I have separated these recommended sequence documents into two skill lists: Basic Reading Skills and Comprehension Skills.  I teach all of the basic reading skills first, spending a bit less time on them than the comprehension skills.  In grades 2-3, you'll want to spend even more time on the basic reading skills since you won't have as many details comprehension skills.  I really feel that these basic skills are foundational to all other comprehension skills and should be explicitly taught all the way up to 5th grade.

Click HERE to download a free printable copy of these charts.  
PLEASE NOTE: The downloaded versions also have clickable links to blog posts and resources.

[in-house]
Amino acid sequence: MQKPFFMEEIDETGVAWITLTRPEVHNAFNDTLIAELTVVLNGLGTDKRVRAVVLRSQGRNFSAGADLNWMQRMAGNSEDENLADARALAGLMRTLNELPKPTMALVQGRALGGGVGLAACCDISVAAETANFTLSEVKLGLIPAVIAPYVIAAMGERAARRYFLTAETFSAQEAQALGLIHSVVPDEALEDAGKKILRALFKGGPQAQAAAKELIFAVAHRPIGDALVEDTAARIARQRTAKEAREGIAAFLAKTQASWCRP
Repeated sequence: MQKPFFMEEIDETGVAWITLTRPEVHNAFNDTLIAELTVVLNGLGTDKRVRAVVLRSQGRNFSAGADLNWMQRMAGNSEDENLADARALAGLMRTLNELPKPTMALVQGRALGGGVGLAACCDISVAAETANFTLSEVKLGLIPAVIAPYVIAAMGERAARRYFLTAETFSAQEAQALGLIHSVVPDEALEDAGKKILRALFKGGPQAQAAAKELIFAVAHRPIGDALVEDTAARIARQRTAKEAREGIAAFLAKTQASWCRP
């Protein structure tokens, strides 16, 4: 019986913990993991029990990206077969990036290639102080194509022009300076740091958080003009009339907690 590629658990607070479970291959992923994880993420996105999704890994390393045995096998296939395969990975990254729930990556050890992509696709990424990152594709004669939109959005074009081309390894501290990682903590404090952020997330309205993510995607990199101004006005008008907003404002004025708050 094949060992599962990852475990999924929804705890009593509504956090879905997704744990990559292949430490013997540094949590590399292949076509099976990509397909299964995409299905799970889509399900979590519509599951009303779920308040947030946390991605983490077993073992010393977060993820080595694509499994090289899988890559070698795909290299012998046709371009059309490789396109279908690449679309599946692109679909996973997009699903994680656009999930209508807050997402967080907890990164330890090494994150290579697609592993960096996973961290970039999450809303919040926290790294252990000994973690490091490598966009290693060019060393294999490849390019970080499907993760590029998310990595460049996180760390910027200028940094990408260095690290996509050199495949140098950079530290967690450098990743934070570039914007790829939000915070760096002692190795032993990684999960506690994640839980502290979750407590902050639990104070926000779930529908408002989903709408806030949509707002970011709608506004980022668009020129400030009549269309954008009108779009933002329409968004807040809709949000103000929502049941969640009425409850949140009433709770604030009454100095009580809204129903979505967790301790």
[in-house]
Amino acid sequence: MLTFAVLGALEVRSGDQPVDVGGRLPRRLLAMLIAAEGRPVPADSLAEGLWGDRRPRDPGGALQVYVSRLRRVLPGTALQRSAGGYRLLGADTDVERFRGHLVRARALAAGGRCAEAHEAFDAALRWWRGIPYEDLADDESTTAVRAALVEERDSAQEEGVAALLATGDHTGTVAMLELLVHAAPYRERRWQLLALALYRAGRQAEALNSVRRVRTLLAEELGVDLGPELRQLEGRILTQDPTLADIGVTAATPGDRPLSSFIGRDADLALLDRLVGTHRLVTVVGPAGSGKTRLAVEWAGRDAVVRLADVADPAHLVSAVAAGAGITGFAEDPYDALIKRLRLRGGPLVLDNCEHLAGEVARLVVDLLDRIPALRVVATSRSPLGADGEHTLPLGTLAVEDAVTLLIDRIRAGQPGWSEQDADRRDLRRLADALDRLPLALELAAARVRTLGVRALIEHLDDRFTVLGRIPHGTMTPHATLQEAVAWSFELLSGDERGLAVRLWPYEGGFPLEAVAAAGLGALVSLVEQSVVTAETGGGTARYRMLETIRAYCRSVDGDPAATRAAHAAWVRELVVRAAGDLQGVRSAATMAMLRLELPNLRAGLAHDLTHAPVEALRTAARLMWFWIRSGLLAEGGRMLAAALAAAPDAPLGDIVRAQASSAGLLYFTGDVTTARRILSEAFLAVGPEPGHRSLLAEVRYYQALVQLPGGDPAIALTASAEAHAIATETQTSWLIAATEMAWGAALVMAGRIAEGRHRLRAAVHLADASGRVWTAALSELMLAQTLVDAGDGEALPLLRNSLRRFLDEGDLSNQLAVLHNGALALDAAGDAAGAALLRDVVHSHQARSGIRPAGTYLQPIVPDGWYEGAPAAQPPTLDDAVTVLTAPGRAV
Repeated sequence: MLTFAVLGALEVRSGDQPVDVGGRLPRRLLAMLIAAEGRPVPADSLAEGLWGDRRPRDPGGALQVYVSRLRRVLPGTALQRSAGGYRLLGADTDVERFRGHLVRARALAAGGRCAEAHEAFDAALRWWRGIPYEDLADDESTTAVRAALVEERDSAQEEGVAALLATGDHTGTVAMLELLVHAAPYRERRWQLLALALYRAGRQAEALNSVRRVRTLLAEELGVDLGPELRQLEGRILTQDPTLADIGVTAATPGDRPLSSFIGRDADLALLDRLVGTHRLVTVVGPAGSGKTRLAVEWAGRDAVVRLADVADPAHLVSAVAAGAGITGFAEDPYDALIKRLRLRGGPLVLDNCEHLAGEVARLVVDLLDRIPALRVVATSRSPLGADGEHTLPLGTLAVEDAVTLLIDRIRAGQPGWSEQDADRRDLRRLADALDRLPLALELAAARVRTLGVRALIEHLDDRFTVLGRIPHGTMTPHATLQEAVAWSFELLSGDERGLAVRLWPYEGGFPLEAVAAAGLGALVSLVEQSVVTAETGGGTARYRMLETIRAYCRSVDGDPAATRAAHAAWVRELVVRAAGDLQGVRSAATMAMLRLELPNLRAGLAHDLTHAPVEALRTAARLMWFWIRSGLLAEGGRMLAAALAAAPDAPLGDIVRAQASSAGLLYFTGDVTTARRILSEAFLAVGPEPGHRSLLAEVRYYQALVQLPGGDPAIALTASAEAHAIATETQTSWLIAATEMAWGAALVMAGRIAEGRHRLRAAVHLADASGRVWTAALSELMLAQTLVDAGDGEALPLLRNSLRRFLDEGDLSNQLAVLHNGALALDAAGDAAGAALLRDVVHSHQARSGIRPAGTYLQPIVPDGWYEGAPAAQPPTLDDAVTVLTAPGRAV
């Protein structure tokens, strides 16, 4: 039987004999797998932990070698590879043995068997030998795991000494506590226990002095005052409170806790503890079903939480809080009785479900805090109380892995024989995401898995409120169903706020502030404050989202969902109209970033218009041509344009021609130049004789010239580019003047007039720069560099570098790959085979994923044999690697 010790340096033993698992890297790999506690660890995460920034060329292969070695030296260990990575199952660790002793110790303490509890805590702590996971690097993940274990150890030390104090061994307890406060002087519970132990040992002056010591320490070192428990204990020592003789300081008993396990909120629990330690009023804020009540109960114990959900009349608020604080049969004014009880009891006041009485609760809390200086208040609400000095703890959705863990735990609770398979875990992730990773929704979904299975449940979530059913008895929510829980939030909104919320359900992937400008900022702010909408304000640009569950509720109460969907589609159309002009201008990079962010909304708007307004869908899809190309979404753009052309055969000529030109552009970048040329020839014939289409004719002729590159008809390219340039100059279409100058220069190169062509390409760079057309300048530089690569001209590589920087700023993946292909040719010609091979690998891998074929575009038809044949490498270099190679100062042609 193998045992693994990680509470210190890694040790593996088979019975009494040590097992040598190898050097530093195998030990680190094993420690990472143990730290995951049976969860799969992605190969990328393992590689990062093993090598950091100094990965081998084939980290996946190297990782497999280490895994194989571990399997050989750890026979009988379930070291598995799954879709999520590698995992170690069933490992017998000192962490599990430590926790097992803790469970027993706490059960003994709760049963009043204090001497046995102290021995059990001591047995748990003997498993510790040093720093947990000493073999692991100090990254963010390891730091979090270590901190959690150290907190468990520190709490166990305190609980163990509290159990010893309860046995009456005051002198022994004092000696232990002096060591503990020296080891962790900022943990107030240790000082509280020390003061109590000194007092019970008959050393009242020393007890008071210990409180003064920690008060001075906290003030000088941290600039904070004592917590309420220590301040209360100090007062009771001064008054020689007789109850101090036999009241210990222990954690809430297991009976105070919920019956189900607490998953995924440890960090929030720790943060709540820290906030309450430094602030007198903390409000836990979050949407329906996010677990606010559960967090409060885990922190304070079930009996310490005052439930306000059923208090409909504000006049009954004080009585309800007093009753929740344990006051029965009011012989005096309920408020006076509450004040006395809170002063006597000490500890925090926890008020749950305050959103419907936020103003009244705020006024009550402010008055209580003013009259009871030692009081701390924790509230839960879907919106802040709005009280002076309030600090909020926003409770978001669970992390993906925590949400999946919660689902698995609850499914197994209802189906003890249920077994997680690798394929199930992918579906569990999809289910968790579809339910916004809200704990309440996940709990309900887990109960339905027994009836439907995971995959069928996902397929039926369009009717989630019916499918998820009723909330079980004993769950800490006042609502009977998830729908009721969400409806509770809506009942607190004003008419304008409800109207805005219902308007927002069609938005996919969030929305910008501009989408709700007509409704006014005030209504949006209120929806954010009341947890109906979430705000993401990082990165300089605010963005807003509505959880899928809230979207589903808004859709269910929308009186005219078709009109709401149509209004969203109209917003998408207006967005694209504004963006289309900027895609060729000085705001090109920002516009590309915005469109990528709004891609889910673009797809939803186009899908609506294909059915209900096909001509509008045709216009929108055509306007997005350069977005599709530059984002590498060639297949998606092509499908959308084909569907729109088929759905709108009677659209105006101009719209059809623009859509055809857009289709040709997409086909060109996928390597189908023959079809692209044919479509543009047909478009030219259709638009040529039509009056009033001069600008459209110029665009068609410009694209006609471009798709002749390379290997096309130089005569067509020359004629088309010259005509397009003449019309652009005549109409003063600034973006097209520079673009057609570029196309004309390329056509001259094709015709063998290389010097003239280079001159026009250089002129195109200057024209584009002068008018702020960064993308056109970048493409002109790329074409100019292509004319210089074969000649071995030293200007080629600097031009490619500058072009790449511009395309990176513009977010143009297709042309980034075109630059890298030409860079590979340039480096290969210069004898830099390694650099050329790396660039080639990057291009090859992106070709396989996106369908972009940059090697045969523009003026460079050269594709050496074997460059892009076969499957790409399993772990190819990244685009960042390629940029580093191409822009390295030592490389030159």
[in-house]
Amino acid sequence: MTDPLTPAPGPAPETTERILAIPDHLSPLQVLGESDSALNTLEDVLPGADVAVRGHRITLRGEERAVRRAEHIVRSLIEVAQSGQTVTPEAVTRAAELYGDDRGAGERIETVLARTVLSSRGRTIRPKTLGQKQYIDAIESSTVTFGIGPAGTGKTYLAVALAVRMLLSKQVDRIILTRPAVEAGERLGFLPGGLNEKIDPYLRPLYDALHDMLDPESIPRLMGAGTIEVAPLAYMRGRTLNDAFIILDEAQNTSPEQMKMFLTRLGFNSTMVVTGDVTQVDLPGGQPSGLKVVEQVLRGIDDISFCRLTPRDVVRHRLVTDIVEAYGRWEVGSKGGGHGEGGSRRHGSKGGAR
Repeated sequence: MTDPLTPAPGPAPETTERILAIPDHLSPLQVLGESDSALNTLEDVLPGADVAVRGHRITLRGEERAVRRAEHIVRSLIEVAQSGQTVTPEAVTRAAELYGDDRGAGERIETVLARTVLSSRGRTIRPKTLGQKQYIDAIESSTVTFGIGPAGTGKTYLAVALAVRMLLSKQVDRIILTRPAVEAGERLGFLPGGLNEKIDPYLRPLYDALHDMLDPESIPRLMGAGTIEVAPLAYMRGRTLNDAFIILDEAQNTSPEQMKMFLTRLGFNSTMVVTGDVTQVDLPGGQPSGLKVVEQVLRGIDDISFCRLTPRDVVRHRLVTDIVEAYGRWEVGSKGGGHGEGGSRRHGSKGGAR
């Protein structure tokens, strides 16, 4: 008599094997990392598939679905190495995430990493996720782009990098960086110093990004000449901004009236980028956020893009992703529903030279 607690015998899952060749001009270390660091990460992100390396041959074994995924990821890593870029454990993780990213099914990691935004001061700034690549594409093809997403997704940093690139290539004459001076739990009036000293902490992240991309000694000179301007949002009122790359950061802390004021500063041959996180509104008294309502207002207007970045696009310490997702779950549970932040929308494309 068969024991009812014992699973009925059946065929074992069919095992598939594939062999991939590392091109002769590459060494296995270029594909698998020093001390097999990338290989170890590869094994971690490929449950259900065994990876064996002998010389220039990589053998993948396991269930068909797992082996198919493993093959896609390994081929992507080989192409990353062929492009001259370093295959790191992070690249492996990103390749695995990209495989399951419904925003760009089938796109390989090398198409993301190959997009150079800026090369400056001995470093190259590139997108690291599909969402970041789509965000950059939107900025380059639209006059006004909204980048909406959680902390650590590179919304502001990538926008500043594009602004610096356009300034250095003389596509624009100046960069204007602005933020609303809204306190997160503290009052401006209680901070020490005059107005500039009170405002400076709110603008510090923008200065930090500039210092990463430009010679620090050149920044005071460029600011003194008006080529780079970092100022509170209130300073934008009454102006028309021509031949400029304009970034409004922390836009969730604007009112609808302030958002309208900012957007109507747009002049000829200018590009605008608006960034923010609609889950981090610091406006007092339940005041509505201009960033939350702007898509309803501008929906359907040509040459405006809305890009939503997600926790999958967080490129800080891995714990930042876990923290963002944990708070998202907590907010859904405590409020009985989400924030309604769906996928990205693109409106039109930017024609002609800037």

Around the start of the second quarter of the school year, I can really start focusing on specific comprehension skills, which you see here.

Remember, this is a recommended sequence of teaching that works for me, my school, and my standards.  Since districts have various standards, schedules, and requirements, double check yours to make sure everything is covered!

**Skills with a star can really be taught at any point within these sequences.

You'll notice that I have a task card as a resource for nearly every single unit I teach.  Do my students all read every single task card? No way!  I use them in centers, small groups, with games, during whole group lessons, as warm ups, as homework, etc. and then I use any extras as early finisher work. Knowing that I have multiple sets of skill practice ready and at my fingertips is such a relief when I am planning.  I absolutely use many other resources when teaching these concepts, which you can read about on the various blog posts!

Here are my task cards for each of my comprehension skill units, all set and ready to go!  I wrote about how I store my other task cards (for the basic reading skills) in THIS blog post.